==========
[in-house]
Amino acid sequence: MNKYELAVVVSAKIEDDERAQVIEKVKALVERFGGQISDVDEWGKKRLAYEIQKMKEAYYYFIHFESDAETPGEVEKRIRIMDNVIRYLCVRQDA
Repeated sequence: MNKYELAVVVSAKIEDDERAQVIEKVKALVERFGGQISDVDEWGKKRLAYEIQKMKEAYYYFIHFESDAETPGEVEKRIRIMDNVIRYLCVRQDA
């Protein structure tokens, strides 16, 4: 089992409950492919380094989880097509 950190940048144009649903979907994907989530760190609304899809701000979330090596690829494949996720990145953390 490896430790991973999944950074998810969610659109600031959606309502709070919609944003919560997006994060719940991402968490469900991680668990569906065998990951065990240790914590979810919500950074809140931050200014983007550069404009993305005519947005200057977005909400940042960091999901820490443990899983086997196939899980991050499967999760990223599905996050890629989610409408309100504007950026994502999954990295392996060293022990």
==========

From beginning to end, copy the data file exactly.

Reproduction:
[in-house]
Amino acid sequence: MNKYELAVVVSAKIEDDERAQVIEKVKALVERFGGQISDVDEWGKKRLAYEIQKMKEAYYYFIHFESDAETPGEVEKRIRIMDNVIRYLCVRQDA
Repeated sequence: MNKYELAVVVSAKIEDDERAQVIEKVKALVERFGGQISDVDEWGKKRLAYEIQKMKEAYYYFIHFESDAETPGEVEKRIRIMDNVIRYLCVRQDA
């Protein structure tokens, strides 16, 4: 089992409950492919380094989880097509 950190940048144009649903979907994907989530760190609304899809701000979330090596690829494949996720990145953390 490896430790991973999944950074998810969610659109600031959606309502709070919609944003919560997006994060719940991402968490469900991680668990569906065998990951065990240790914590979810919500950074809140931050200014983007550069404009993305005519947005200057977005909400940042960091999901820490443990899983086997196939899980991050499967999760990223599905996050890629989610409408309100504007950026994502999954990295392996060293022990």